Do you wonder then that this man’s behaviour used to puzzle me tremendously? He was an ordinary clergyman at that time as well as being Headmaster, and I would sit in the dim light of the school chapel and listen to him preaching about the Lamb of God and about Mercy and Forgiveness and all the rest of it and my young mind would become totally confused. I knew very well that only the night before this preacher had shown neither Forgiveness nor Mercy in flogging some small boy who had broken the rules. So what was it all about? I used to ask myself. Did they preach one thing and practise another, these men of God? And if someone had told me at the time that this flogging clergyman was one day to become the Archbishop of Canterbury, I would never have believed it. It was all this, I think, that made me begin to have doubts about religion and even about God. If this person, I kept telling myself, was one of God’s chosen salesmen on earth, then there must be something very wrong about the whole business.
It was the American middle class. No one's house cost more than two or three year's salary, and I doubt the spread in annual wages (except for the osteopath) exceeded more than five thousand dollars. And other than the doctor (who made house calls), the store managers, the minister, the salesman, and the banker, everyone belonged to a union. That meant they worked a forty-hour week, had the entire weekend off (plus two to four weeks' paid vacation in the summer), comprehensive medical benefits, and job security. In return for all that, the country became the most productive in the world and in our little neighborhood it meant your furnace was always working, your kids could be dropped off at the neighbors without notice, you could run next door anytime to borrow a half-dozen eggs, and the doors to all the homes were never locked -- because who would need to steal anything if they already had all that they needed?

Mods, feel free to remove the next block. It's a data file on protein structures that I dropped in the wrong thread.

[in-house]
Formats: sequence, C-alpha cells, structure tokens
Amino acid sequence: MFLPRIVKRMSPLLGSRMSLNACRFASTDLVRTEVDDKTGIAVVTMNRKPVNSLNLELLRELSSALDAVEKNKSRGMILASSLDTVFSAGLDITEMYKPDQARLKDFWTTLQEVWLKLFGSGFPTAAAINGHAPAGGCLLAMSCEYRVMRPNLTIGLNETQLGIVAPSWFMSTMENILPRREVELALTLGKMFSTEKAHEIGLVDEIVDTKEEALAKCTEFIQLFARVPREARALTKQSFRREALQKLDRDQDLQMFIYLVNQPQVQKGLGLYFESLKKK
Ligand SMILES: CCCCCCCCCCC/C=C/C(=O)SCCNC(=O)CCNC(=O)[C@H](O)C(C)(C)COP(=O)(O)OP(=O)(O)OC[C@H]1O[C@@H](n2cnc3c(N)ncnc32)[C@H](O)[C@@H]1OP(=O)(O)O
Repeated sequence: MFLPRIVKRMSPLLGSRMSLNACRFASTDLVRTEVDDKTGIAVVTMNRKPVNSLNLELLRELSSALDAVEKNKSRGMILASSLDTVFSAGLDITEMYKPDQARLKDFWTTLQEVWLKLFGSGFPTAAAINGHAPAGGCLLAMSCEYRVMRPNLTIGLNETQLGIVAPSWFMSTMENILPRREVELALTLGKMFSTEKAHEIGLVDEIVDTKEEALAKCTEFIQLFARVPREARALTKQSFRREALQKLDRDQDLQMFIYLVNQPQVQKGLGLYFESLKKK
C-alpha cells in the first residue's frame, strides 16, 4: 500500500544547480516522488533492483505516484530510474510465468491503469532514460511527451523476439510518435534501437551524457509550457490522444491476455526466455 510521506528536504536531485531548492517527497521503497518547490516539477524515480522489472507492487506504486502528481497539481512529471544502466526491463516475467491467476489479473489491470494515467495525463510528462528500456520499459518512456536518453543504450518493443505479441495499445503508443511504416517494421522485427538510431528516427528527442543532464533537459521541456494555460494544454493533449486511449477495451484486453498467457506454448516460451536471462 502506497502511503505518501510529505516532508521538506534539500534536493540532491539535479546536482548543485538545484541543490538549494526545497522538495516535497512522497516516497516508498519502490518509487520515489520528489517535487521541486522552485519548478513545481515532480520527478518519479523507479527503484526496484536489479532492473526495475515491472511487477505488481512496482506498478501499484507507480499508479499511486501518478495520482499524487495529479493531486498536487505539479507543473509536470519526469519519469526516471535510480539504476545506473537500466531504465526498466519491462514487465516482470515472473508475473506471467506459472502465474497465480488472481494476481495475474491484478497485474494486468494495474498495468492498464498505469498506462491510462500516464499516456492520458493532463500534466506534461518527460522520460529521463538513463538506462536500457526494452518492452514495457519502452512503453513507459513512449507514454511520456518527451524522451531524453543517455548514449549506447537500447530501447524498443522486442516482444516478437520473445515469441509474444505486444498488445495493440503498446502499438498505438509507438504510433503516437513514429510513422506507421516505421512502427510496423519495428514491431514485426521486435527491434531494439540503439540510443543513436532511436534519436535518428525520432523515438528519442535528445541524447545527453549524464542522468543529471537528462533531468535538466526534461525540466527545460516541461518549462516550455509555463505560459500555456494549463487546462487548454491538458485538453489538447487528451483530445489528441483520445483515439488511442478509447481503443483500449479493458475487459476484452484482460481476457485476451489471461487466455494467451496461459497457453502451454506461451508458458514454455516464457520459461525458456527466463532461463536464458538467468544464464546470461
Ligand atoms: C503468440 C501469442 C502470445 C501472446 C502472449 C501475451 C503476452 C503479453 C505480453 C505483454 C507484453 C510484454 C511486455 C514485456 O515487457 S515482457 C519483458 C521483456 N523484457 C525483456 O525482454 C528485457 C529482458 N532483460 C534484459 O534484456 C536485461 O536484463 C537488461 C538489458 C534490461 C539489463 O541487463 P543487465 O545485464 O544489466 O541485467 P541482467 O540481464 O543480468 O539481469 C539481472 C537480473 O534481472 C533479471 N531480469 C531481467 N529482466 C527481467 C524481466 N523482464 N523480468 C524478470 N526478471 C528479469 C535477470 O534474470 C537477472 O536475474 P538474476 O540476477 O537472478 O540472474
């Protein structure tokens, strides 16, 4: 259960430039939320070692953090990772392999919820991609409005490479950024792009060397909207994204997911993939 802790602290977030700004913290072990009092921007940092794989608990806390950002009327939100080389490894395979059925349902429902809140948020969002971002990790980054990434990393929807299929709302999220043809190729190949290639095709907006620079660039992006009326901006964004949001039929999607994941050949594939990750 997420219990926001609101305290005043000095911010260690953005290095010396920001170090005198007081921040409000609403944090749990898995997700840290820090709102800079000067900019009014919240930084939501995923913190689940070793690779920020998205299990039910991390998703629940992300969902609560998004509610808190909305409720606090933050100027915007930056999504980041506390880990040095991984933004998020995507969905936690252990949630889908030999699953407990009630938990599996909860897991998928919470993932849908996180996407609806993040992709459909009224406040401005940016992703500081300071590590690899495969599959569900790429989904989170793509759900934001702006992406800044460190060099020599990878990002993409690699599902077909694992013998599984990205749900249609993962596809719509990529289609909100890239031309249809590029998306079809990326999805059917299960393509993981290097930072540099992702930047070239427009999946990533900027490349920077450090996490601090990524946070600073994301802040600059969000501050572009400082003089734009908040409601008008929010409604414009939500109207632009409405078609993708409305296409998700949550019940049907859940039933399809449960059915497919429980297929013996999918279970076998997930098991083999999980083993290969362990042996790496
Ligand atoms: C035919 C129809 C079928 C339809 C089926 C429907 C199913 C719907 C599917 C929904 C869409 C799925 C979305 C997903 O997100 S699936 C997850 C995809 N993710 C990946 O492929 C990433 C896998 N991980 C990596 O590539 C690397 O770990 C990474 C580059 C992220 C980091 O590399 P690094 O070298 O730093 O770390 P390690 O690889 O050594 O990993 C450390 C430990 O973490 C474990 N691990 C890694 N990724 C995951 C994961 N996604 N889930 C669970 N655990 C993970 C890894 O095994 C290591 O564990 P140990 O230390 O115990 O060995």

...while the IMF certainly failed the people of Asia, it did not fail Wall Street - far from it. The hot money may have been spooked by the IMF's drastic measures, but the large investment houses and multinational firms were emboldened...These fun-seeking firms understood that as a result of the IMF's "adjustments," pretty much everything in Asia was now up for sale - and the more the market panicked, the more desperate Asian companies would be to sell, pushing their prices through the floor.